Summary: One who lives in Israel should not leave Israel in order to live close by to one’s parents. Nevertheless, it is permissible to leave Israel for a short visit with one’s parents in order to fulfill the Mitzvah of honoring one’s parents.

We must, nonetheless, point out that this issue is a very delicate one that sometimes needs the guidance of a prominent halachic authority based on the specific case, such as when such a decision will cause strife and disunity among the various family members or when this may cause others to stray from the path of Torah and Mitzvot, such as when the individual residing in Israel is the spiritual pillar of the entire family as far as Torah observance. In such cases there may be room for leniency to allow him to leave Israel for the greater good of the above issues.

Ask the Rabbi


8 Halachot Most Popular

Thermometers on Shabbat

Question: Is it permissible to use a thermometer on Shabbat? Answer: Clearly, there is no room to take one’s temperature with an electronic/digital thermometer. Our discussion will revolve around using a thermometer that is not electronic and contains mercury which expands and rises as it h......

Read Halacha

A Driver’s License-“Lashon Hara”

Question: If an individual wishes to obtain a driver’s license and I am aware of a medical problem that will impair him from driving, may I relay this information to the Department of Motor Vehicles? Answer: The Rambam (Chapter 1 of Hilchot Rotze’ach) writes: “Anyone who has the......

Read Halacha

Various Dangers- A Car on the Road

In the previous Halachot, we have discussed the positive Torah commandment for one to make a railing around one’s roof so that no one falls from there. After explaining this Mitzvah, the Rambam (Chapter 11 of Hilchot Rotze’ach U’Shmirat Nesfesh) adds: “Similarly, it is a M......

Read Halacha

Widows and Orphans

The Torah states (Shemot 22): “You shall not oppress any widow or orphan. If you oppress them and they call out to me, I shall surely hear their cry. My anger shall flare and I shall kill you with the sword; your wives shall then be widows and your children orphans.” The Torah explains t......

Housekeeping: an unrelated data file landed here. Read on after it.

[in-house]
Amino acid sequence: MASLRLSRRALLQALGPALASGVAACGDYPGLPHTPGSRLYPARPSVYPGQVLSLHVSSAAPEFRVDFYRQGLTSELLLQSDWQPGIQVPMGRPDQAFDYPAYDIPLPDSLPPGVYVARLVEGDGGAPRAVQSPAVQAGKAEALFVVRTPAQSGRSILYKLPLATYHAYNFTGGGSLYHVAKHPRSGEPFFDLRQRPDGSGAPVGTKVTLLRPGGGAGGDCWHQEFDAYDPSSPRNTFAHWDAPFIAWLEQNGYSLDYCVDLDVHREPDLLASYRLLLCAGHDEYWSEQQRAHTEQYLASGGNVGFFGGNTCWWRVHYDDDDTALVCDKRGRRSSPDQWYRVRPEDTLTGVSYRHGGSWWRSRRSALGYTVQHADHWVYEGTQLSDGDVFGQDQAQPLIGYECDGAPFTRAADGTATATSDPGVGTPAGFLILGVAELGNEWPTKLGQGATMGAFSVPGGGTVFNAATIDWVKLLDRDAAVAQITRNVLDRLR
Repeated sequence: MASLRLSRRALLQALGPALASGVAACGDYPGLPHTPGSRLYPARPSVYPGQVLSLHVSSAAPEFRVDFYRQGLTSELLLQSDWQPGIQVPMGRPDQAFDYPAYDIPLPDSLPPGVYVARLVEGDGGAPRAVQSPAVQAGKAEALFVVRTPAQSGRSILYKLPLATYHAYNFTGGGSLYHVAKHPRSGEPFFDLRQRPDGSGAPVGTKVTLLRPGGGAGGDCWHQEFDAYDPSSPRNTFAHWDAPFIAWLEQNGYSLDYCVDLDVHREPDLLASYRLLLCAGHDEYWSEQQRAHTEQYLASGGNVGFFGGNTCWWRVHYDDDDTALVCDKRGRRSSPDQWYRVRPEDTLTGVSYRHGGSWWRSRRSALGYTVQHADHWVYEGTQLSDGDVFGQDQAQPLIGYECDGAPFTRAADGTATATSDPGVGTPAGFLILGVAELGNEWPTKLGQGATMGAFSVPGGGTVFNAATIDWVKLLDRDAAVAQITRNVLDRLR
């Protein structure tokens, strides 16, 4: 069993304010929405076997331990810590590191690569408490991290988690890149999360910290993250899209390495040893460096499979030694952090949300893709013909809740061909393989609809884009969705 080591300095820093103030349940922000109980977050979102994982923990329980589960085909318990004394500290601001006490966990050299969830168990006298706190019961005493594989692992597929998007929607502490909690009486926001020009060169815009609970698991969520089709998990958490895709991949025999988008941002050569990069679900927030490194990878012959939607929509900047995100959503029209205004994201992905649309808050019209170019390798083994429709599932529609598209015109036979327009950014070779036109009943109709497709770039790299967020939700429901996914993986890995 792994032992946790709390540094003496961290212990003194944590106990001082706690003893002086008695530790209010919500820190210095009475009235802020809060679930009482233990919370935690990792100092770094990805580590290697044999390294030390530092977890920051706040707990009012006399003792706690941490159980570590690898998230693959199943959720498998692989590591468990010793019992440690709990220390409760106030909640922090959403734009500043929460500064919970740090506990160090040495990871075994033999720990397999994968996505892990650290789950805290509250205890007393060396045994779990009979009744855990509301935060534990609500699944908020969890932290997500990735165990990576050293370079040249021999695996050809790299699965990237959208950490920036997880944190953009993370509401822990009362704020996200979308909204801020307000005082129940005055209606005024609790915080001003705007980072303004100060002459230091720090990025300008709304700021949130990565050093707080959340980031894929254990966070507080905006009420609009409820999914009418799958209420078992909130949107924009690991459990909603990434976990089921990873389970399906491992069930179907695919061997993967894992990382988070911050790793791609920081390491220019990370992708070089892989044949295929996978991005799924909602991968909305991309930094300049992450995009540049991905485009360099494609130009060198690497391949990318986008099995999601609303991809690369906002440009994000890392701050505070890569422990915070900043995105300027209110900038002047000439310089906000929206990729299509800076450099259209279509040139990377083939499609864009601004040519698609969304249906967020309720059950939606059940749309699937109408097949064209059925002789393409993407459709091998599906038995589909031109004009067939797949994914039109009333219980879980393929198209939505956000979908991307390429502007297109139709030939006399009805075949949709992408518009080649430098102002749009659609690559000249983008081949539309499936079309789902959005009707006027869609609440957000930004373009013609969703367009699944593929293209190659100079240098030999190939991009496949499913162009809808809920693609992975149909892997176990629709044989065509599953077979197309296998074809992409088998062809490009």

Read Halacha


Sleeping on Shabbat is Enjoyable- An Incident Regarding Maran zt”l During His Visit to the United States

Question: Is there a Mitzvah to sleep on Shabbat in order to fulfill the edict of “Sleeping on Shabbat is enjoyable” or is it preferable to delve in the holy Torah all day long? Answer: We find that the Rishonim already mention that there is a Mitzvah to sleep on Shabbat, for “s......

Read Halacha

An Orphaned Student and a Divorced Woman

Question: I am a teacher and I have an orphaned girl in my class. How must I act when she misbehaves? Similarly, a colleague of mine is a divorced woman. Is there any special prohibition to cause them pain? Answer: In the previous Halacha we have explained that Hashem has commanded us not to oppr......

Read Halacha

The Order for Lighting Shabbat and Chanukah Candles

There is a disagreement among the Rishonim as to the order of lighting Shabbat and Chanukah candles on Erev Shabbat Chanukah. The Ba’al Halachot Gedolot (commonly referred to as “Behag”) is of the opinion that Chanukah candles must be lit before Shabbat candles because women cu......

Read Halacha

A Woman Scholarly in Torah

In the previous Halachot we have discussed the laws of rising for an elderly man or woman as well as the obligation to rise before a Torah scholar and the wife of a Torah scholar. In the previous Halacha we have explained that Maran Rabbeinu Ovadia Yosef zt”l writes that a female student mu......

Read Halacha